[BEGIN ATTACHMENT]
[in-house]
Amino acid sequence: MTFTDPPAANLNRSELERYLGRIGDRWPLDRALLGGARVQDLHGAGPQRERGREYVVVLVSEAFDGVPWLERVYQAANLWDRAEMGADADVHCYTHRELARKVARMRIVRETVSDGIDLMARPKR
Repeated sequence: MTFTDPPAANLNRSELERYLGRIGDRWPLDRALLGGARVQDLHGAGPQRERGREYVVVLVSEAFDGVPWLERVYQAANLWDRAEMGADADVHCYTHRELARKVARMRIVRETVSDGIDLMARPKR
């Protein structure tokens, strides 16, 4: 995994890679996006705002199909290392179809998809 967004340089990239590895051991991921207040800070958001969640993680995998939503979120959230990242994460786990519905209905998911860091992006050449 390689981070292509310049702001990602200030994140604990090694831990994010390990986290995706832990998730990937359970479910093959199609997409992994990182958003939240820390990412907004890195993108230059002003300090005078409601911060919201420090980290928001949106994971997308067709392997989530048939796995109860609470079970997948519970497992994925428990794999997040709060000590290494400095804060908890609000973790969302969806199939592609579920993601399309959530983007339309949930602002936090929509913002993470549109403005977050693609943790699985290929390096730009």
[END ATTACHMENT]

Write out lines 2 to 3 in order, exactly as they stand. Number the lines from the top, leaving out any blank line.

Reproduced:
Amino acid sequence: MTFTDPPAANLNRSELERYLGRIGDRWPLDRALLGGARVQDLHGAGPQRERGREYVVVLVSEAFDGVPWLERVYQAANLWDRAEMGADADVHCYTHRELARKVARMRIVRETVSDGIDLMARPKR
Repeated sequence: MTFTDPPAANLNRSELERYLGRIGDRWPLDRALLGGARVQDLHGAGPQRERGREYVVVLVSEAFDGVPWLERVYQAANLWDRAEMGADADVHCYTHRELARKVARMRIVRETVSDGIDLMARPKR